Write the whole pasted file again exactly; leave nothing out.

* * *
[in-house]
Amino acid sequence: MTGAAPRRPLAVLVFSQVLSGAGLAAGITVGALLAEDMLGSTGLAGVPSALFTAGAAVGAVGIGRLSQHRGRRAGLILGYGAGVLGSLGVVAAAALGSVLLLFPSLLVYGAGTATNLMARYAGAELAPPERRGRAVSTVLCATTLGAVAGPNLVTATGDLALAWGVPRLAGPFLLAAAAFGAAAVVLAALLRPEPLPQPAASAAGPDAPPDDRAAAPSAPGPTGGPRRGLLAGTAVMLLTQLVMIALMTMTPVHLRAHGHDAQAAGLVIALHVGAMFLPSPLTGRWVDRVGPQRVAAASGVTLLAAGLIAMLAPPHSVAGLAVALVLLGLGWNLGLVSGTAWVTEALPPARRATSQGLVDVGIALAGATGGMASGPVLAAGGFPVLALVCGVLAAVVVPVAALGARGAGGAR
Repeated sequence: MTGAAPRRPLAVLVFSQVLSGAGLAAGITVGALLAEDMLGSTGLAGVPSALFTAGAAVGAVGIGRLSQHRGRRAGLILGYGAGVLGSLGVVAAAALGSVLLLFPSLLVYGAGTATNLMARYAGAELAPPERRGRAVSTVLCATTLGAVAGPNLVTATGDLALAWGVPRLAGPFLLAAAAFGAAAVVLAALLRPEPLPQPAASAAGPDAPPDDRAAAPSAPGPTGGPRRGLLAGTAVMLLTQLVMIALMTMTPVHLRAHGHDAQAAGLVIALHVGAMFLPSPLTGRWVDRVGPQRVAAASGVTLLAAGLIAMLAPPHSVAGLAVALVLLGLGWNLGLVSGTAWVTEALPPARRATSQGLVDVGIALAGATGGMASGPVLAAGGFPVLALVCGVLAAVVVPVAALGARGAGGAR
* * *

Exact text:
[in-house]
Amino acid sequence: MTGAAPRRPLAVLVFSQVLSGAGLAAGITVGALLAEDMLGSTGLAGVPSALFTAGAAVGAVGIGRLSQHRGRRAGLILGYGAGVLGSLGVVAAAALGSVLLLFPSLLVYGAGTATNLMARYAGAELAPPERRGRAVSTVLCATTLGAVAGPNLVTATGDLALAWGVPRLAGPFLLAAAAFGAAAVVLAALLRPEPLPQPAASAAGPDAPPDDRAAAPSAPGPTGGPRRGLLAGTAVMLLTQLVMIALMTMTPVHLRAHGHDAQAAGLVIALHVGAMFLPSPLTGRWVDRVGPQRVAAASGVTLLAAGLIAMLAPPHSVAGLAVALVLLGLGWNLGLVSGTAWVTEALPPARRATSQGLVDVGIALAGATGGMASGPVLAAGGFPVLALVCGVLAAVVVPVAALGARGAGGAR
Repeated sequence: MTGAAPRRPLAVLVFSQVLSGAGLAAGITVGALLAEDMLGSTGLAGVPSALFTAGAAVGAVGIGRLSQHRGRRAGLILGYGAGVLGSLGVVAAAALGSVLLLFPSLLVYGAGTATNLMARYAGAELAPPERRGRAVSTVLCATTLGAVAGPNLVTATGDLALAWGVPRLAGPFLLAAAAFGAAAVVLAALLRPEPLPQPAASAAGPDAPPDDRAAAPSAPGPTGGPRRGLLAGTAVMLLTQLVMIALMTMTPVHLRAHGHDAQAAGLVIALHVGAMFLPSPLTGRWVDRVGPQRVAAASGVTLLAAGLIAMLAPPHSVAGLAVALVLLGLGWNLGLVSGTAWVTEALPPARRATSQGLVDVGIALAGATGGMASGPVLAAGGFPVLALVCGVLAAVVVPVAALGARGAGGAR